Kurosaki Gyuto Kuro-uchi 210mm (8.3")
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Yu Kurosaki's Gyuto Kuro-uchi 210mm features incredible sharpness and unique design. The Gyuto design is intended for versatile use for chefs who prefer medium size multi-purpose knife, suitable to cut meat, fish and vegetables.
The core of the knife is Aogami Super steel (one of the most regarded high-carbon steels), clad in two layers of softer layers of stainless steel (called san-mai clad). This is a great combination of two different types of steel - the outer layers will protect the blade from developing rust, and at the same time, we have top-notch steel for the cutting edge. Advantages of Aogami Super steel are a very fine, gentle sharpness, it is easy to sharpen, and remains sharp for a long time. The lower part of the blade where Aogami Super steel is exposed will develop some patina after time, so we recommend oiling the blade regularly in order to prevent the development of rust.
The Kuro-uchi finish, the untreated upper part of the blade has an already-developed dark patina which protects the blade and gives it a traditional Japanese look. Hammer dents on the blade add a wonderful finish and at the same time prevent food from sticking to the blade. The octagon-shaped traditional Japanese handle is made of rosewood, while the ferrule is made of black pakka wood.
The interesting pattern of water droplets on the blade, produced by hammers' imprints, is a trademark of Kurosaki's knives, which we recommend for anyone looking for a special, rare and super sharp kitchen knife! Yu Kurosaki's knives are definitely our most exclusive knives in our shop, and we are very happy to have them in (limited) stock.
About Yu Kurosaki:
Yu Kurosaki is a young, talented master blacksmith, located in Takefu Knife Village, close to the city of Echizen. His knives are well known in Japan and around the world for their beautiful, special-looking design and great quality. Hammer's dents on the blade are his unique signature, and like snowflakes, not a single dent is alike. Needless to say (but we will say it anyway), his knives not only look great, they are made of high-quality steels and come with a razor sharp, long-lasting edge.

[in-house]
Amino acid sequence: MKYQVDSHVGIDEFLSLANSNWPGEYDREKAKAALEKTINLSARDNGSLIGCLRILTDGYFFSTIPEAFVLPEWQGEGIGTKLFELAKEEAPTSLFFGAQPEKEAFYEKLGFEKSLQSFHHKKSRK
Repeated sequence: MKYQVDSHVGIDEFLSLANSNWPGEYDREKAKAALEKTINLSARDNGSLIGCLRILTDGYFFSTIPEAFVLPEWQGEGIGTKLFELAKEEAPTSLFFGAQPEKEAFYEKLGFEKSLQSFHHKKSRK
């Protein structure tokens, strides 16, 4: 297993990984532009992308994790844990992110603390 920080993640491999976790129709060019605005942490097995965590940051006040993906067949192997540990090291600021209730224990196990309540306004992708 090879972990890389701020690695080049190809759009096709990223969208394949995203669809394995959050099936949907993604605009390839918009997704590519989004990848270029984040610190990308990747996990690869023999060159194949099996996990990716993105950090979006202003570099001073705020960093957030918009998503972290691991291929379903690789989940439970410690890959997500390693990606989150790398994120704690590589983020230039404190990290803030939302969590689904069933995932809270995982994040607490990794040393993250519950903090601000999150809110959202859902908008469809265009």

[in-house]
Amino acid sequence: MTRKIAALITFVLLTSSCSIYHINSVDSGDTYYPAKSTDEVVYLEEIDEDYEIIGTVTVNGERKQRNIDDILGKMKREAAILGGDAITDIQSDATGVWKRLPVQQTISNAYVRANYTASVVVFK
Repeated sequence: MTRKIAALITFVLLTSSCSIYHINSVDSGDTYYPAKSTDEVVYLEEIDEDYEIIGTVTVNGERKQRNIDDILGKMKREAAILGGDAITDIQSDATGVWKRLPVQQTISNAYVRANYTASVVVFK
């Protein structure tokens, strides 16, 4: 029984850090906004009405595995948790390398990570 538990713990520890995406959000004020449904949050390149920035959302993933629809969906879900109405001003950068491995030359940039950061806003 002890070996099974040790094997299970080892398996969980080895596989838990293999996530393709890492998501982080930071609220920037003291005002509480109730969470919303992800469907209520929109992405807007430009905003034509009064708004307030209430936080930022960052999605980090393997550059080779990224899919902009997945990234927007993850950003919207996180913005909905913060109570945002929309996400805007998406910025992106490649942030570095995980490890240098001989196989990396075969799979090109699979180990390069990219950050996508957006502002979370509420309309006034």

Before opening his own smithery, Kurosaki-san was the apprentice of Hiroshi Kato, a master blacksmith with more than 50 years of knife making experience. Kato-san is one of the founders of the Takefu Knife Village, where now more than 10 master blacksmiths make handmade knives on display for visitors to observe and learn more about their craft. Kurosaki-san is the youngest blacksmith to be granted the title of Master Nokaji by Takefu Knife Village Association and is the senior teacher there.
☝️When you visit Japan, make sure to put the Takefu Knife Village to your itinerary!
Here's a short video of Kurosaki's workshop:
|Handle type / wood||
Japanese / Rosewood
|Hardness (HRC scale)||62-63|
Use & Care:
- Handwash in warm water and towel dry
- Use a sharpening stone (not a honing steel!) to sharpen your knife
- Do not cut frozen foods and meat bones
- Do not put the knife in a dishwasher
- Read our comprehensive guide on proper Maintenance of Kitchen Knives.
Still doubting which type of Japanese knife should best fit your needs? We created a quick, 5-steps quiz to help you find the perfect knife based on your cooking skills and the type of food you prepare.